U.S. Supreme Court sidesteps major gun rights ruling

FILE PHOTO: The buliding of the U.S. Supreme Court is pictured in Washington, D.C., U.S., January 19, 2020. REUTERS/Will Dunham

By Andrew Chung

WASHINGTON (Reuters) – The U.S. Supreme Court on Monday dismissed a challenge to New York City restrictions on handgun owners transporting their firearms outside the home, meaning the justices for now will not be wading into the battle over the scope of the right to bear arms under the U.S. Constitution’s Second Amendment.

The justices threw out the dispute at hand because the measure that was challenged by individual gun owners and the state’s National Rifle Association affiliate was rolled back by the city last July, rendering the case moot. The city had asked the Supreme Court not to hear the matter. The justices went ahead and heard arguments on Dec. 2 but ultimately agreed with the city.

The case was sent back to lower courts to determine whether the gun owners may seek damages or press claims that the amended law still infringes their rights. Justice Samuel Alito, in a dissent joined by fellow conservative Justices Clarence Thomas and Neil Gorsuch, said the case was not moot and that the city’s law ran afoul of the Second Amendment.

Although the New York case will no longer be decided, there are other challenges to gun regulations pending at the court. Conservative Justice Brett Kavanaugh, while agreeing the current dispute is moot, said in a concurring opinion that the court “should address that issue soon.”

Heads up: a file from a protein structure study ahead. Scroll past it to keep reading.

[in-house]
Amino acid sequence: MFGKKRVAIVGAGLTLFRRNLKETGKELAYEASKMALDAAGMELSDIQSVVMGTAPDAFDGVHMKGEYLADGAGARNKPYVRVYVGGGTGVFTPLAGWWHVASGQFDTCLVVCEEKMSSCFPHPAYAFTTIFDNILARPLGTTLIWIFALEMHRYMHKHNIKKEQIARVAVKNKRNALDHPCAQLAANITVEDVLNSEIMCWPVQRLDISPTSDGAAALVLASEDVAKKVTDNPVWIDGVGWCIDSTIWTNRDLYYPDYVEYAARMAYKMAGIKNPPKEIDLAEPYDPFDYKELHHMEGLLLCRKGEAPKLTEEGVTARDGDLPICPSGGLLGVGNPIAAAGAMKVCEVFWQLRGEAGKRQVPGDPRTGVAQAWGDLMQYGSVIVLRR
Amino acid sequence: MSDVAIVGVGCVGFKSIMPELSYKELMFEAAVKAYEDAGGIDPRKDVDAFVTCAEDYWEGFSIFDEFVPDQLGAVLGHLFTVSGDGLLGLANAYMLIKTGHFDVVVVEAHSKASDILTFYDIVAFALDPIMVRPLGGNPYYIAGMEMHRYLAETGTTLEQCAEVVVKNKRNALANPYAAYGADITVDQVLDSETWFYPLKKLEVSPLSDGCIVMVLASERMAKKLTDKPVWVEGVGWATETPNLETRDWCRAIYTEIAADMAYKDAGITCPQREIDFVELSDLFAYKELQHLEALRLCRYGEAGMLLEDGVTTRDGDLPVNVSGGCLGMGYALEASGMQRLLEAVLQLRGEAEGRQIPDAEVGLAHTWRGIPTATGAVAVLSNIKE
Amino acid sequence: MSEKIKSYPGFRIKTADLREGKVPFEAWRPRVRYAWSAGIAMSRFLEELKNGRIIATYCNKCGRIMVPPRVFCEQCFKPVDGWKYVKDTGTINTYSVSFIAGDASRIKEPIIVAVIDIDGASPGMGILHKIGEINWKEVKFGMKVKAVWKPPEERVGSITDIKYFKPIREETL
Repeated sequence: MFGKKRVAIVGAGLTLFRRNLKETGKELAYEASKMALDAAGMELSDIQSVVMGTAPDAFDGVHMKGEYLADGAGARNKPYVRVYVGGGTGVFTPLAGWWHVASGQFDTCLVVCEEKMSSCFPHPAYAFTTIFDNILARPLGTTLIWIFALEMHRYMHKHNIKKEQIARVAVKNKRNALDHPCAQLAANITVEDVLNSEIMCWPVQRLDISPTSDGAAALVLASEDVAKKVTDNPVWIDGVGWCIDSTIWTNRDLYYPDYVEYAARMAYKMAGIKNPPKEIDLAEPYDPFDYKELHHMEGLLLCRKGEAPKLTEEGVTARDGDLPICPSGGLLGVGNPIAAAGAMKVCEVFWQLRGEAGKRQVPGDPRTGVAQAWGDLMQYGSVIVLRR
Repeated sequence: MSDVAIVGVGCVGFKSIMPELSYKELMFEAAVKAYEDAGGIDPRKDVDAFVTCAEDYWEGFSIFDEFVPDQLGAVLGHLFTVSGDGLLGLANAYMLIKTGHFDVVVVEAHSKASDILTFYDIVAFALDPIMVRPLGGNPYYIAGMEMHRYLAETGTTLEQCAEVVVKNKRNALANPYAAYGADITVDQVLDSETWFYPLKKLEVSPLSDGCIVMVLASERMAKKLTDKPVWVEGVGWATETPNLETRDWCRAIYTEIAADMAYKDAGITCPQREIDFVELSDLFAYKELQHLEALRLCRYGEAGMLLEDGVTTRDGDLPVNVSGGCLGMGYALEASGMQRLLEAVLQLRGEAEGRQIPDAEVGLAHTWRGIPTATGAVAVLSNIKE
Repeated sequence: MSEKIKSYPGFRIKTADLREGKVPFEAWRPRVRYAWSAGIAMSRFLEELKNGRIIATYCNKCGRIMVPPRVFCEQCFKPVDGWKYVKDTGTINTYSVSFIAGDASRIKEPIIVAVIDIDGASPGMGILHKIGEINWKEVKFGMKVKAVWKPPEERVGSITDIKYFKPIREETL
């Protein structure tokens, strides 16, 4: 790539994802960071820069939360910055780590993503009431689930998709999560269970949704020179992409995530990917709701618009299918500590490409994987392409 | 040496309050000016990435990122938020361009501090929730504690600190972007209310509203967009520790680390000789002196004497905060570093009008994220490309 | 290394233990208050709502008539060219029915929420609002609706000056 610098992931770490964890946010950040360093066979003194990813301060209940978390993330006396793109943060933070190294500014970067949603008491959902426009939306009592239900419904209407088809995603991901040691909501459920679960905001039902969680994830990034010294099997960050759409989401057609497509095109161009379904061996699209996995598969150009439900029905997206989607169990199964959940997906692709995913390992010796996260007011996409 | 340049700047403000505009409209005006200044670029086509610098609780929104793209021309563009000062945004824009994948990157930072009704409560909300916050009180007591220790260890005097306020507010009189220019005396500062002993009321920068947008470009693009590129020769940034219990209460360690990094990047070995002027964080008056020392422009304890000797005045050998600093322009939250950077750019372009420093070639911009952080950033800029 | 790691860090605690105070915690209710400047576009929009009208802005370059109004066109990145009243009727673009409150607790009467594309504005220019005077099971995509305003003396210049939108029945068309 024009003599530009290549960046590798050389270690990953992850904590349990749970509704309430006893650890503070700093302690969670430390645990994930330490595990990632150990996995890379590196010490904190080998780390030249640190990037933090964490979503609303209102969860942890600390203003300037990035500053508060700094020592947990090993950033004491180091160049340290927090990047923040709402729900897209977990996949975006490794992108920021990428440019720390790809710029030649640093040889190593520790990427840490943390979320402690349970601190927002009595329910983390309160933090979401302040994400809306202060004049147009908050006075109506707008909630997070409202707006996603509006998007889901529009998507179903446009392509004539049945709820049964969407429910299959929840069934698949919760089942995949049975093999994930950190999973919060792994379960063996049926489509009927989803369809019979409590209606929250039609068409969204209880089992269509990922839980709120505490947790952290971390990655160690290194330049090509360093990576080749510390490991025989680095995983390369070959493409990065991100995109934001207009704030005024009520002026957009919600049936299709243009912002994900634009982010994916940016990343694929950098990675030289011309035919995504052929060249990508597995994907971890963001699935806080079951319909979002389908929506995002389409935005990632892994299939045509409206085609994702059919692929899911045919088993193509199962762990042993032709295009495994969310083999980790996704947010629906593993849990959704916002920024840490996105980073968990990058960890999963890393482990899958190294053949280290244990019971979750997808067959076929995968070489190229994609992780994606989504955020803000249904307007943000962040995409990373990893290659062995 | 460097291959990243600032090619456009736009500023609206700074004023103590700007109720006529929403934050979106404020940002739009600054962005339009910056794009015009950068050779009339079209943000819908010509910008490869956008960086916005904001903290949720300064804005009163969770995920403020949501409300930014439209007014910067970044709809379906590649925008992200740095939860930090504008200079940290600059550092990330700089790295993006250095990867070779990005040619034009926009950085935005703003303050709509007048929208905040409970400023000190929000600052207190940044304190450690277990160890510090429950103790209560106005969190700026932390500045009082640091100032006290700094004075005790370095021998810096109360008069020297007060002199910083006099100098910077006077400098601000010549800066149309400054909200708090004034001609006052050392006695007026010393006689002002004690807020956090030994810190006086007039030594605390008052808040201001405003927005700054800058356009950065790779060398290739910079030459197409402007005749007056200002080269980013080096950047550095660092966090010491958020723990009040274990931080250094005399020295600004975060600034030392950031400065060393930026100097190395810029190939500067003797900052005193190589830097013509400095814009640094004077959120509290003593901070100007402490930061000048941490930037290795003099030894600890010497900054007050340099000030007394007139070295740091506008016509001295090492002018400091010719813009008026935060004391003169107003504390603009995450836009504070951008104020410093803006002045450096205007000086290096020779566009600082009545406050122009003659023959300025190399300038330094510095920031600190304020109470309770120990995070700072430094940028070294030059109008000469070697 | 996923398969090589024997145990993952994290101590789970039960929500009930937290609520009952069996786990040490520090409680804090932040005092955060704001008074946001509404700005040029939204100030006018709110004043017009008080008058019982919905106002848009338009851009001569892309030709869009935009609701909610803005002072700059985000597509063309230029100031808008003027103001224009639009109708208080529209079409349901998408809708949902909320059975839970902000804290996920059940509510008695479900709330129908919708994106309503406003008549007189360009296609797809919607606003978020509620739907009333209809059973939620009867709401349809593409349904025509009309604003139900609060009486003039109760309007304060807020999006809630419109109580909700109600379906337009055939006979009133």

President Donald Trump’s administration had supported the NRA and the gun owners in the case. The powerful lobby group is closely aligned with U.S. conservatives and Republicans including Trump.

Gun control proponents had feared that the justices would use the case to widen gun rights by either extending the right to possess firearms for self-defense beyond the home or by creating a strict standard that would force lower courts to cast a skeptical eye on new or existing gun control laws.

Such a ruling could have threatened a wide array of gun control measures nationwide such as expanded background checks for gun buyers and “red flag” laws targeting the firearms of people deemed dangerous by the courts, according to these advocates.

(Reporting by Andrew Chung in New York and Lawrence Hurley in Washington; Editing by Will Dunham)

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